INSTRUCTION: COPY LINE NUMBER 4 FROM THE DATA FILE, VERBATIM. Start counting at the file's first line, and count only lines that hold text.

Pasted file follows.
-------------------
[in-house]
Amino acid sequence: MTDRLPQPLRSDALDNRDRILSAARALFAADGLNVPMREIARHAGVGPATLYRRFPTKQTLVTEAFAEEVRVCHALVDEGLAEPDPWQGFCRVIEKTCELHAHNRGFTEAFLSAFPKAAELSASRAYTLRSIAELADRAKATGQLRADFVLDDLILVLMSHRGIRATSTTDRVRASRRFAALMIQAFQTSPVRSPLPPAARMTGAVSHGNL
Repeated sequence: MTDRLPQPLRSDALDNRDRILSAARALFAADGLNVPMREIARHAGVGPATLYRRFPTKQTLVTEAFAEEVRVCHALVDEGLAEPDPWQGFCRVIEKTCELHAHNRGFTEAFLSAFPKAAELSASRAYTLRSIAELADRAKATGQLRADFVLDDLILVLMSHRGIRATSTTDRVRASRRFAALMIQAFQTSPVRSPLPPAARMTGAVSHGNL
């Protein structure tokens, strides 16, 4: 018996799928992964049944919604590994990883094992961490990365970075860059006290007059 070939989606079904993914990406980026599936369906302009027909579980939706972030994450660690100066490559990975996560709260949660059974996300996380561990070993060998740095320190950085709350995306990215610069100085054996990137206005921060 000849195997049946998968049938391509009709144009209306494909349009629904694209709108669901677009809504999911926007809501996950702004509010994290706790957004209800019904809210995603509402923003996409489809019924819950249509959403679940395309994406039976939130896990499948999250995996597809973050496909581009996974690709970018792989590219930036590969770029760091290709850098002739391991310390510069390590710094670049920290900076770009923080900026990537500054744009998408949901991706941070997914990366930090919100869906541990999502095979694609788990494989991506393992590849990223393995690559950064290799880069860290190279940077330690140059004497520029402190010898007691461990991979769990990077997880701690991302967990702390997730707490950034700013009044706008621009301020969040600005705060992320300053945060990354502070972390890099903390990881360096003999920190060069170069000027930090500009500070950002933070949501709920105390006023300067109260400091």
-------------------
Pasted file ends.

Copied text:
């Protein structure tokens, strides 16, 4: 018996799928992964049944919604590994990883094992961490990365970075860059006290007059 070939989606079904993914990406980026599936369906302009027909579980939706972030994450660690100066490559990975996560709260949660059974996300996380561990070993060998740095320190950085709350995306990215610069100085054996990137206005921060 000849195997049946998968049938391509009709144009209306494909349009629904694209709108669901677009809504999911926007809501996950702004509010994290706790957004209800019904809210995603509402923003996409489809019924819950249509959403679940395309994406039976939130896990499948999250995996597809973050496909581009996974690709970018792989590219930036590969770029760091290709850098002739391991310390510069390590710094670049920290900076770009923080900026990537500054744009998408949901991706941070997914990366930090919100869906541990999502095979694609788990494989991506393992590849990223393995690559950064290799880069860290190279940077330690140059004497520029402190010898007691461990991979769990990077997880701690991302967990702390997730707490950034700013009044706008621009301020969040600005705060992320300053945060990354502070972390890099903390990881360096003999920190060069170069000027930090500009500070950002933070949501709920105390006023300067109260400091």